Allies and Foes in Trans-Themed Children’s and Young Adult Fiction

by | May 2, 2024 | IBBYLink Spring 2024

Dena Attar

How might IBBY imagine ideal young readers? They would probably be pictured as thoughtful, open-minded, curious about the world and capable of forming their own judgments.

We wouldn’t want authors to talk down to such readers or assume they can’t read critically. But worryingly, those are not the types of reader I’ve encountered in online forums discussing certain children’s and young adult books. Instead, many of those young voices are pitched in strident bullying tones, telling others what they are allowed to read or like, or else are hesitant, apologetic and fearful. I’ve seen little respect for the rights to be entertained and form your own opinions. Timid readers are being told explicitly by more assertive ones that they have no such rights. Why is this happening?

I knew about the limitations of online data as research into readers’ views when I started investigating trans-themed children’s books and their reception, as it was a field I’d worked in before when advising students on research methods. I chose a sample of books where there was also plenty of other real-life evidence to address that issue. All the books were available in the UK, had attracted interest and comment and between them targeted a range of age groups. I didn’t look at the main characters’ transition stories which have already been the focus of other criticism on grounds such as plausibility, reliance on stereotypes and homophobia (see, for instance, the journal articles by Catherine Butler and Susan Matthews). I was interested in the apparent real-life fallout amongst mostly non-trans identified young readers, so my focus was on the other characters who were their likelier role models. Those others could be broadly characterised as either allies or foes. The striking common theme, carrying across from these fictions to actual behaviours, was ‘allyship’, which turned out to be a key explanatory concept.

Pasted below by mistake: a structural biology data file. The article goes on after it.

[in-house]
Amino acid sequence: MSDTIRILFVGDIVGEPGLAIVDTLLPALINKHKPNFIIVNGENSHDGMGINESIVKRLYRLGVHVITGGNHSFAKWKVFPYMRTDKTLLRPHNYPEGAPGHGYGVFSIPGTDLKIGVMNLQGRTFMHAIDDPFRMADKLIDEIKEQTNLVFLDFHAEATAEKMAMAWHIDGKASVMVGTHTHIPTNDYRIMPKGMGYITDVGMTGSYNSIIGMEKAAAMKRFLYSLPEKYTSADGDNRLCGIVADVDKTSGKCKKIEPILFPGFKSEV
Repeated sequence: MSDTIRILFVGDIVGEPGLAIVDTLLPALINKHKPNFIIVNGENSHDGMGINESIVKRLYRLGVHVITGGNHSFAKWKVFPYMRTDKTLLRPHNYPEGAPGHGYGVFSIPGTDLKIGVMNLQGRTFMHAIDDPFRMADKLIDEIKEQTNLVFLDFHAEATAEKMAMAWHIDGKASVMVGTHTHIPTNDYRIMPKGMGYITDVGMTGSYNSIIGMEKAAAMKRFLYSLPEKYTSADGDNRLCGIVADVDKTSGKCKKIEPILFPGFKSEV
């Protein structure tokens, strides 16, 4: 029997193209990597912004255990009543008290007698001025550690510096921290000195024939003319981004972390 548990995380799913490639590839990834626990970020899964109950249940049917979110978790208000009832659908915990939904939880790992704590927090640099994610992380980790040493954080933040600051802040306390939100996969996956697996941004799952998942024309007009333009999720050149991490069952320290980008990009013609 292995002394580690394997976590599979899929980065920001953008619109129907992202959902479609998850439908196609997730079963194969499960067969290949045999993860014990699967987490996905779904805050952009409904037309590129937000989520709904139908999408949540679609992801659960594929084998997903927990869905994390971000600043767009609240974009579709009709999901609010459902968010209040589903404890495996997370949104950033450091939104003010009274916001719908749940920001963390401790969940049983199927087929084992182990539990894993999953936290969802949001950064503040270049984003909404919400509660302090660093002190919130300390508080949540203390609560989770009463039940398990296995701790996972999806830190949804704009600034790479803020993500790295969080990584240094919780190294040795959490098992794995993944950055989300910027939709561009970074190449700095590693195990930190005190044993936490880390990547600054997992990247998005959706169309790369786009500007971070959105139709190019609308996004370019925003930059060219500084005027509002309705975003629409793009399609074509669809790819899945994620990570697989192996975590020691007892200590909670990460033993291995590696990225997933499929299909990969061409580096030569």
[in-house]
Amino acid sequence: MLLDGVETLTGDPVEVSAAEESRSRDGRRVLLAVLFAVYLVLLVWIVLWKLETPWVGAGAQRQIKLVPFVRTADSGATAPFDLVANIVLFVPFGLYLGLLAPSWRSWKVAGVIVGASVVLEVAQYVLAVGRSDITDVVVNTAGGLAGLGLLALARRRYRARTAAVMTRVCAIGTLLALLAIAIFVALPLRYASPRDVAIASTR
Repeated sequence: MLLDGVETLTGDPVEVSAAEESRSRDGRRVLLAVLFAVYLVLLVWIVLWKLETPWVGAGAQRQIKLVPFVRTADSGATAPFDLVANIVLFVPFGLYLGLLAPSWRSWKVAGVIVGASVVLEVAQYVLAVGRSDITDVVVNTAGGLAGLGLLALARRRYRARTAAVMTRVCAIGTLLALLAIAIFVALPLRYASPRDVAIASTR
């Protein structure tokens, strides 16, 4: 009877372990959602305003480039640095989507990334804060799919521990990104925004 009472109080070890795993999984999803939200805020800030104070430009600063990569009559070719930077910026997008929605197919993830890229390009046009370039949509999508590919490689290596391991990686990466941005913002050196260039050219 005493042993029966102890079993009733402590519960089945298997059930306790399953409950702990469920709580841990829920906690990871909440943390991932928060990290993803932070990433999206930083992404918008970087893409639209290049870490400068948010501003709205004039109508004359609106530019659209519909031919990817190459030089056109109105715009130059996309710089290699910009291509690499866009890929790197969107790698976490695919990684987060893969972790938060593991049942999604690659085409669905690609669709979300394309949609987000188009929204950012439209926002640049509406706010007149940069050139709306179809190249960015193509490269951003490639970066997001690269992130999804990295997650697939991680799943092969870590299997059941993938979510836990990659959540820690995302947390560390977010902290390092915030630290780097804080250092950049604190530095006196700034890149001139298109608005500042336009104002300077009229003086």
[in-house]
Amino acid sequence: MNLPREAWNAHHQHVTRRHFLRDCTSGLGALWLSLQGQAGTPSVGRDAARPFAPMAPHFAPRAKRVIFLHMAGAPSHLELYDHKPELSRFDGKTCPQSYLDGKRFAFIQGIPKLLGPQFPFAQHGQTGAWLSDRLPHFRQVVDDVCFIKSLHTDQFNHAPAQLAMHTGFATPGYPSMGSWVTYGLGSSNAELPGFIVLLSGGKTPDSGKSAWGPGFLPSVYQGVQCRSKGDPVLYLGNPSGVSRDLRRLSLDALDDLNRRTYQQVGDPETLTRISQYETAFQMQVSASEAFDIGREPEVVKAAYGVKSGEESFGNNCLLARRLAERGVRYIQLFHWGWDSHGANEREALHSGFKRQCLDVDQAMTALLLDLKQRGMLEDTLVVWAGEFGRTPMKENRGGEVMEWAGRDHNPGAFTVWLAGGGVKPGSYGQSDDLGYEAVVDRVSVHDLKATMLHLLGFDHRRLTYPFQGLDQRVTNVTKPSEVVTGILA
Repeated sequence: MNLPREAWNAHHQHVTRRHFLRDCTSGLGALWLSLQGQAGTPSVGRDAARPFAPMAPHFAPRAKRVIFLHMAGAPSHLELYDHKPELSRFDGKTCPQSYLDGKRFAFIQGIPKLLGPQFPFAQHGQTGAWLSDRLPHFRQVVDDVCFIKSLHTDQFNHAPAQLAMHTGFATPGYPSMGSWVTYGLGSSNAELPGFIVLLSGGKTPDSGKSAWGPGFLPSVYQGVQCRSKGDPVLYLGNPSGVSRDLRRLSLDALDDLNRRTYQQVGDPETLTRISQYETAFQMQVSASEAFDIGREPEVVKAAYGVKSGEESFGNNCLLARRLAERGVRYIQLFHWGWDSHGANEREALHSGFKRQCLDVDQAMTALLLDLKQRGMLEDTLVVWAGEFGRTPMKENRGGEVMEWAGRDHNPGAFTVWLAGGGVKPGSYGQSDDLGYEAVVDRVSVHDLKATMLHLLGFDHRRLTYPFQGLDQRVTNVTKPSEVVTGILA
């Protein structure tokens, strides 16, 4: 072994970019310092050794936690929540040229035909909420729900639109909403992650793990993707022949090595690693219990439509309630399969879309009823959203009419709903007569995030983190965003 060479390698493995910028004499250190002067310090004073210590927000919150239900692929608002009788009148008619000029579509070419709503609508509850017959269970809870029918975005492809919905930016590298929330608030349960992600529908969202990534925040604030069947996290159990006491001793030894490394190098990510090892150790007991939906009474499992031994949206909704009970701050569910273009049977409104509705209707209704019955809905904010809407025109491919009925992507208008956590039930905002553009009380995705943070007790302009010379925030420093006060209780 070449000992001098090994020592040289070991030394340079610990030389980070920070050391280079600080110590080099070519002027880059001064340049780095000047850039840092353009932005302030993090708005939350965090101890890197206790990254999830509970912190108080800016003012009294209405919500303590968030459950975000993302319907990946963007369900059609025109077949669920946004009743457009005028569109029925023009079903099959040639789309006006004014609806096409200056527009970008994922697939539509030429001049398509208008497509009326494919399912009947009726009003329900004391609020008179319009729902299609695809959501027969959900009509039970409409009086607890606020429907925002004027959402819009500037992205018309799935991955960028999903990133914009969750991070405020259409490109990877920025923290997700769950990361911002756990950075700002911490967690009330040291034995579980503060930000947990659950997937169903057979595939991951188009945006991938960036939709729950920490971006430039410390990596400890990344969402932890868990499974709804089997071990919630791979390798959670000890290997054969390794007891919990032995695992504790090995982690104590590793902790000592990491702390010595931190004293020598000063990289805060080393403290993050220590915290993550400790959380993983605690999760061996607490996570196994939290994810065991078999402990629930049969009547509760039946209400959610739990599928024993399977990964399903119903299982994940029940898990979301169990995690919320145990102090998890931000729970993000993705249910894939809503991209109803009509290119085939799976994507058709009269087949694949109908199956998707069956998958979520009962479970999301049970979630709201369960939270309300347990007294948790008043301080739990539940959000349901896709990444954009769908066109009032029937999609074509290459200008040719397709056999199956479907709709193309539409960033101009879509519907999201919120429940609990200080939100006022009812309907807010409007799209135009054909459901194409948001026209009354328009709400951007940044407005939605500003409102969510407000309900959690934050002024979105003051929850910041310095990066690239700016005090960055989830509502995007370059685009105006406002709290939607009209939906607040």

Allyship isn’t just a loose idea or state of mind but has formal rules, mostly about language and what can or can’t be said. Significantly, guidance for would-be trans allies rests on the explicit underlying principle that they should not use their own judgment but must defer to anyone identifying as trans, and it also tells allies to speak up and challenge anyone not obeying the rules. It follows that allyship involves performance and confers the right to criticise others. Allyship is modelled in these books, but is also performed by readers whose reactions might otherwise look bewilderingly irrational, for instance when they denounce authors for not rigorously abiding by the rules in their fictions.

The standout examples relate to two books whose authors were attacked for giving them harmful titles and making unforgivably incorrect references to the characters they had created. The attacks on John Boyne for calling his young adult novel My Brother’s Name Is Jessica (2019) were so extreme they sent him into a depressed state and forced him to improve his home security after threats. His offence was failing to write about the teenage male character he invented as if Jason/Jessica was female all along and was never a brother. Online review sites carried claims that the book was dangerous with a ‘triggering’ title. Among the abashed responses, a typical one ran:

I feel an intense need to apologise for reading this book, as, I’m ashamed to say, I missed the early signs that this book would be quite problematic.

Boyne didn’t capitulate to his critics, but in response to pressure Alex Ginore issued George (2015), his novel for younger readers, with the new title Melissa (2022). In an exquisite example of modelling allyship, despite the child concerned being fictitious, Gino wrote that his original title was a mistake because it

made it seem as though it is OK to use an old name for a person when they have provided you with a different name that works better for them.